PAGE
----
Yip chip

A simple, straightforward chip shot is a recipe for disaster when a golfer has the yips.

I take three or four practice swings, sweeping my pitching wedge back and forth across the grass and picturing where I want the ball to land.

I am rehearsing a chip shot from five yards off the green, one that a low-handicap golfer will get within one-putt distance 80 percent of the time. Even a 35-handicapper will get the ball somewhere on the green nine times out of 10.

The rehearsal always goes well. But then I stand over the ball and address it.

And the strangest thing happens.

My hands suddenly seem disconnected from the rest of me, as if they are someone else’s. The ball is down there, somewhere, but I can’t focus on it. As badly as I want to repeat the smooth little swinging motion I just practiced, I cannot do it. I literally cannot do it. I think positive reinforcing messages, but they are hollow words in a rattled brain. For no logical reason, I am filled with dread.

Now, my hands are being manipulated by a cruel puppeteer. They jerk backward and then forward, a spasm instead of a swing. Sometimes the blade of my club digs into the ground inches behind the ball, which burps forward a few feet; other times, the blade meets the ball squarely on its equator, sending it screaming over the green.

Occasionally, this simple back-and-forth motion, a little chip shot, causes me to lose my balance. I have, at times, stumbled and nearly fallen over.

The diagnosis is grim. I have the chipping yips.

For decades, from the time I started playing golf until a couple years ago, I considered myself a better-than-average chipper. I never hit the ball far with my driver and was not especially good with my irons, so I had to be proficient in the short game. My handicap index got down into the high single digits, only because I was at least semi-competent at getting up and down.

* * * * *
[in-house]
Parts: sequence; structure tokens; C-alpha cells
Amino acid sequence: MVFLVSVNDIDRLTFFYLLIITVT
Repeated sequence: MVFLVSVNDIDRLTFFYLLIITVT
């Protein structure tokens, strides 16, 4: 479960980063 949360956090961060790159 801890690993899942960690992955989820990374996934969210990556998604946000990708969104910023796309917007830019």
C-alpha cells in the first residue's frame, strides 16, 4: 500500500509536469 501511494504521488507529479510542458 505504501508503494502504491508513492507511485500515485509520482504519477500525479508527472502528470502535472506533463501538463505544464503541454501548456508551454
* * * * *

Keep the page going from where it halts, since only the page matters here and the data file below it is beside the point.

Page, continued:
Those days are long gone.

I recently returned from a three-day golf trip with 15 buddies to Wisconsin Dells. In our final round at Wild Rock, I hit nine greens in regulation. On the nine I missed, I had a quadruple-bogey, four double-bogeys and four bogeys. When I missed a green, I was Bobby Orr in soft spikes, hitting slap shots all over the place. I shot 89 and it felt like 120.

On one hole, after a skulled bunker shot rattled me, I left my ensuing 15-yard pitch shot short of the green, then topped the next shot 20 yards over it, then grabbed my putter and putted 40 feet past the cup to the back fringe, all while my playing partners leaned on their putters and stared into the distance, not knowing what to do or say.

The Mayo Clinic has studied the yips. Some researchers believe they are caused by golfers “wearing out” their motor systems for a particular skill. The debate continues about whether the yips are psychological or neurological.

Years ago, I knew a talented amateur who was afflicted and once watched him shank his ball counter-clockwise around an entire green. A trained chimpanzee could do what this guy could not, and he had won tournaments. It was one of the most baffling things I’d ever seen on a golf course.

Now, unfortunately, I am enlightened. Or endarkened, if that’s a word. You know it’s bad when you’d rather hit an 80-yard wedge shot than a 5-yard chip.

I’ve received all kinds of tips from well-meaning friends. I’ve been told to lighten my grip pressure, keep my hands ahead of the club head from start to finish, use a less-lofted club, mimic a putting stroke, think of something else, think of nothing at all. Archie Dadian, the public links legend and a man I admire and respect, told me I was standing too far from the ball. I moved closer. No bueno.

Lately, I’ve taken to using my putter from as far as 30 feet off the green. It’s not pretty, but at least I know I can get the ball somewhere on the putting surface. I have come to detest frog-hair fringes, which force me to confront my nemesis.

Is there hope? I’m somewhat encouraged by stories I’ve heard about people overcoming the chip yips. Tiger Woods had them, and he won the Masters in April. Then again, he’s Tiger Woods. On the mental toughness scale, he is titanium and I, apparently, am marshmallow.

If you’ve had the yips and gotten rid of them, I want to hear from you.

I’m willing to try anything short of voodoo, unless it involves sticking pins in my wedge. That actually might be fun.



Gary has covered golf in Wisconsin since 1980 and is a multiple award winner in the GWAA writing contest. He was inducted into the WSGA Hall of Fame in 2017 and joined Wisconsin.Golf in 2018 after a distinguished career at the Milwaukee Journal Sentinel.